The Competition and Markets Authority (CMA) has today published its provisional findings after a year-long investigation into the energy market.
The findings highlight a range of problems hindering competition in the market, including the extent to which consumers are engaged in the market and shortcomings in regulation and the ability to deliver change across the market. Amongst other things, it concludes that there are several problems preventing effective competition between the ‘big six’, which in turn is causing consumer detriment. The investigation’s Chairman commented that “energy suppliers know they don’t have to work hard to keep these customers. It’s notable that there are such high levels of complaints about customer service.” It has also found that:
- Consumer disengagement with the market is impeding proper functioning of it. The CMA points to a survey of over 7,000 people which suggests that more than a third of people have never considered switching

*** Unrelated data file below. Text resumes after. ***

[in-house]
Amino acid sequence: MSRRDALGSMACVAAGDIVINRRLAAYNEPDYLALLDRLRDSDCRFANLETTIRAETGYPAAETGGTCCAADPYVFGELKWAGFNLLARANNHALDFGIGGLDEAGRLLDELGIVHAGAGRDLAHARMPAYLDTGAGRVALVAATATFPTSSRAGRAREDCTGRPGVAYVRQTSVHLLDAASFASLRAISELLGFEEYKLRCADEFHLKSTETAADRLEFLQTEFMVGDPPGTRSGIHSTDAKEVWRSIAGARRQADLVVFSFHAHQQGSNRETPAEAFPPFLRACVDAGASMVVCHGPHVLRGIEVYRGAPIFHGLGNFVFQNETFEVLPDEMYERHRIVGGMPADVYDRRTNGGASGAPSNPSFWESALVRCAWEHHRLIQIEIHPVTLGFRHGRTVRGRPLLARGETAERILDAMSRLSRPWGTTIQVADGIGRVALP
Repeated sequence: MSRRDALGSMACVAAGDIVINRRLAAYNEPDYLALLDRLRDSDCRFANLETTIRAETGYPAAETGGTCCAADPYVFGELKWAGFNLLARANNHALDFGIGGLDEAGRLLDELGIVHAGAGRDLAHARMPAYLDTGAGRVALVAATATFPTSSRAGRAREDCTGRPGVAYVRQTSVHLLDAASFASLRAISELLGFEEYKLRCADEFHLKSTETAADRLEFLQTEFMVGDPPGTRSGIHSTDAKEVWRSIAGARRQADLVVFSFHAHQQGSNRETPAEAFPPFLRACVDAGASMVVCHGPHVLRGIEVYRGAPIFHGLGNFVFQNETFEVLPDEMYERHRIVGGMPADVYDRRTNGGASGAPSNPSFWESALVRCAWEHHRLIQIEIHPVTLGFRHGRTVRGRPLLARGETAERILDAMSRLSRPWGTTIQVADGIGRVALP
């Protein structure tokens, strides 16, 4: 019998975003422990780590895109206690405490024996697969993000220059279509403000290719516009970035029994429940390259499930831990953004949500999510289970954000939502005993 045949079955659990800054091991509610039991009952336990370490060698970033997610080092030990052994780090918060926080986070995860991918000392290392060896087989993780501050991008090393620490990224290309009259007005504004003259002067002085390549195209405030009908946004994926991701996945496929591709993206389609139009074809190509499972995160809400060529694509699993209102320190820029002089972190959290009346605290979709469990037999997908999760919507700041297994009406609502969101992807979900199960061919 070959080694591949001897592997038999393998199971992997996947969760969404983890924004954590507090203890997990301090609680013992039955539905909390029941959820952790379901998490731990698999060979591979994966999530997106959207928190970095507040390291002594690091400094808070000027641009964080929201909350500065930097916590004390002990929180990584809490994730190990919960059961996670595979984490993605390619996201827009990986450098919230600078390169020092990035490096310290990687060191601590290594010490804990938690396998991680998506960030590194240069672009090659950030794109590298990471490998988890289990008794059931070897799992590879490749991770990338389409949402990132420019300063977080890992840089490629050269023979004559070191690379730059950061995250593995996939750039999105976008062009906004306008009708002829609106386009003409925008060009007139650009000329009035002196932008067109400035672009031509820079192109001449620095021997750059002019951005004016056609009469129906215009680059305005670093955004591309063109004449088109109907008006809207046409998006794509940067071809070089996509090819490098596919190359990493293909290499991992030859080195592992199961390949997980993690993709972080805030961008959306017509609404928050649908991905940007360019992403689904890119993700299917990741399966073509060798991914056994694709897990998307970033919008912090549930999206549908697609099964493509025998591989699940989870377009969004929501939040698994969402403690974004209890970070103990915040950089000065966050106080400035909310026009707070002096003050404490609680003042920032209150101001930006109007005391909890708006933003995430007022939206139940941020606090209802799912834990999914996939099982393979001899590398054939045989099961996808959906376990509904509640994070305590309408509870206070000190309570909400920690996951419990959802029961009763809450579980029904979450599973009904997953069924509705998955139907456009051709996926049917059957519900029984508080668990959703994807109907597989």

- Consumers lack awareness of better deals in the market, and are deterred from switching due to ‘real and perceived difficulties’ of switching supplier
Responding to the report, Lewis Shand Smith, Chief Ombudsman, Ombudsman Services says:
“With an increased number of tariffs and more choice for consumers, there needs to be transparency around these tariffs and what they actually mean for customers.
“With 86 per cent of energy complaints we received last year related to billing, it is imperative that consumers are able to understand their bill easily. We would like to see energy companies find new ways to explain their tariffs and compare them like for like with different energy companies – so that consumers can easily compare tariffs and be able to see where savings can be made.
“After billing, the next biggest grievance is with transfers (11% of complaints last year), so it’s also crucial that if switching is encouraged, that energy companies do more to make this an easy process for customers.”